Posted on March 01, 2023
The author of Bloody Sunday: The Nun, the Defiance Campaign and South Africa’s secret massacre (Tafelberg; 2021), which won the 2022 Sunday Times Literary Award for Non-Fiction (former Alan Paton Award), Mignonne Breier, kicked off the Department of Historical and Heritage Studies seminar series for 2023. What an auspicious start the webinar proved, notwithstanding the setbacks caused by the Stage 5 load shedding schedule.
Breier, a “third space academic”, as she referred to herself, comes from the professional, administrative services in higher education and not directly from the academic track. She retired from UCT Research Office in 2019 and is currently an honorary research associate at the UCT School of Education.
However, firstly being a trained journalist and then a researcher in education proved their mettle both in her completing her PhD and then producing her award-winning account of a historical moment that continues to linger in the shadows of the national anti-apartheid struggle history.
Her entire book is about upsetting received wisdom, poking her fingers into forbidden places from the secrets in her own family and community in the Eastern Cape to that of academics and professional historians who would not dare tread into these forbidden spaces of our past for fear of serious repercussions and other setbacks.
This award-winning publication signals the significance and remarkable contribution of her passion, persistence, and perseverance in the face of great odds, a characteristic that is essential in critical scholarship in our country and elsewhere.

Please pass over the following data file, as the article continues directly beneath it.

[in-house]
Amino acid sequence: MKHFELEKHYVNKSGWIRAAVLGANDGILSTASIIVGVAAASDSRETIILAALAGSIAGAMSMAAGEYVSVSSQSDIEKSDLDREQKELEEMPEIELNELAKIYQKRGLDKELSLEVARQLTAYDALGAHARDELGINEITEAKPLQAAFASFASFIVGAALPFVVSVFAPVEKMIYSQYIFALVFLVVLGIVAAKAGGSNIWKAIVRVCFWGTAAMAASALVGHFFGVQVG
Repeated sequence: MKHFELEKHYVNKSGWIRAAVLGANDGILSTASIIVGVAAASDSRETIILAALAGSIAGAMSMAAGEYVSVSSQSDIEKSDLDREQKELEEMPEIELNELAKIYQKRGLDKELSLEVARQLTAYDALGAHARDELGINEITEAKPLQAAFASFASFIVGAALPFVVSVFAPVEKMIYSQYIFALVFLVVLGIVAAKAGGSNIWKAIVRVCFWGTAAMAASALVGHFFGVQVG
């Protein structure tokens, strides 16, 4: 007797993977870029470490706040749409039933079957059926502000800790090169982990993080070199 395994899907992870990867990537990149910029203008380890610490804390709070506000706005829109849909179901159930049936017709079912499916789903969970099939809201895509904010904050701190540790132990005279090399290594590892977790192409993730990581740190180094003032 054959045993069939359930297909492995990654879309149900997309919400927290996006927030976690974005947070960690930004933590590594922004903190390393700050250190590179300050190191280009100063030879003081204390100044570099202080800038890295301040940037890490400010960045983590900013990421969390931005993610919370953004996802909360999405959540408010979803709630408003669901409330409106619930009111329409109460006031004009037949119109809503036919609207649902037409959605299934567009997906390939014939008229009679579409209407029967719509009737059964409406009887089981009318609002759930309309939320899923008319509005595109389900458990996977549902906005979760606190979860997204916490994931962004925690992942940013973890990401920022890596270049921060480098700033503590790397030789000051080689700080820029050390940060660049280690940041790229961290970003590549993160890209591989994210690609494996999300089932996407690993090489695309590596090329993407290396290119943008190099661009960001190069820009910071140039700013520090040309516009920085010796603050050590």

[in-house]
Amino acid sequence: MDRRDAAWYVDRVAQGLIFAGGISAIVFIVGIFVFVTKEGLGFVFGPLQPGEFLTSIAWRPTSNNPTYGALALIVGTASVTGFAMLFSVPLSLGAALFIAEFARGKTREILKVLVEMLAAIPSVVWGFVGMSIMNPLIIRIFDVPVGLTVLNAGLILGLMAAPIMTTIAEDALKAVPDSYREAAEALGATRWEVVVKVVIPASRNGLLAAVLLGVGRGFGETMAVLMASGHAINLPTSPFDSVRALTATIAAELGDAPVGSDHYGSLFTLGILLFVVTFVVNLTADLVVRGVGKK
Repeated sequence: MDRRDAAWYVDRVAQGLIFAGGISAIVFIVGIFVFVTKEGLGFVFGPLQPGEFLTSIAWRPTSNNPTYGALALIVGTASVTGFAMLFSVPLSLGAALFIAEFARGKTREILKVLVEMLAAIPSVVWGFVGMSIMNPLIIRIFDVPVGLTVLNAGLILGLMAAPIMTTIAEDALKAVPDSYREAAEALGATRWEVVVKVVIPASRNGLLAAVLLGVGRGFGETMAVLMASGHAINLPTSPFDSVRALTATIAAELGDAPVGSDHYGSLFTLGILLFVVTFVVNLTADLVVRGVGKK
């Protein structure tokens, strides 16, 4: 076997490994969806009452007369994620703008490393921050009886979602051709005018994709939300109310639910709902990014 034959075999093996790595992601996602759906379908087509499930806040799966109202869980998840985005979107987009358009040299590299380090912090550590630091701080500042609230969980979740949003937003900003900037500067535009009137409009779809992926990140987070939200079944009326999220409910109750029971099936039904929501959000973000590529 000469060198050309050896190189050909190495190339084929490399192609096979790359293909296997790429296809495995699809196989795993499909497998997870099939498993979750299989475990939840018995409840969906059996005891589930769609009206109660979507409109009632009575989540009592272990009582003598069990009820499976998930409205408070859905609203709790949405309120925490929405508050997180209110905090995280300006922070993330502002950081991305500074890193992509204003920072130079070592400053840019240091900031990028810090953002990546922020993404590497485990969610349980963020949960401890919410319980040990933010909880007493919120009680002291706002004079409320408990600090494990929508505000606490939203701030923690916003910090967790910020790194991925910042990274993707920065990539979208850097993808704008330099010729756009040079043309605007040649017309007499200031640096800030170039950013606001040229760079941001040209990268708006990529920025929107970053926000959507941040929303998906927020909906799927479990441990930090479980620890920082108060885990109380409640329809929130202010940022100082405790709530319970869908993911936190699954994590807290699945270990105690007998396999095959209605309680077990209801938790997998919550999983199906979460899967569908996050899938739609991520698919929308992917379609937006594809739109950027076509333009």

Breier’s work further demonstrates how personal interest in contemporary history can lead to unearthing “hidden histories” with great consequences not just for what we know about the past, but how we understand the present as well. In Bloody Sunday, Breier shows that the massacre in Duncan Village on 9 November 1952 during the Defiance Campaign, was a far greater massacre, if not the greatest massacre in the entire anti-apartheid struggle history. 2022 was the 70th anniversary of the 1952 Duncan Village massacre. Notwithstanding, it continues to languish in the public imagination as little mention or attention is given to this historical event and story.
It is hoped that Bloody Sunday will rekindle interest in this event and have new scholars pursue different threads of enquiry arising out of her majestic lifting of the veil behind a tragedy we should all be very sorry about and learn from as best as possible for posterity.
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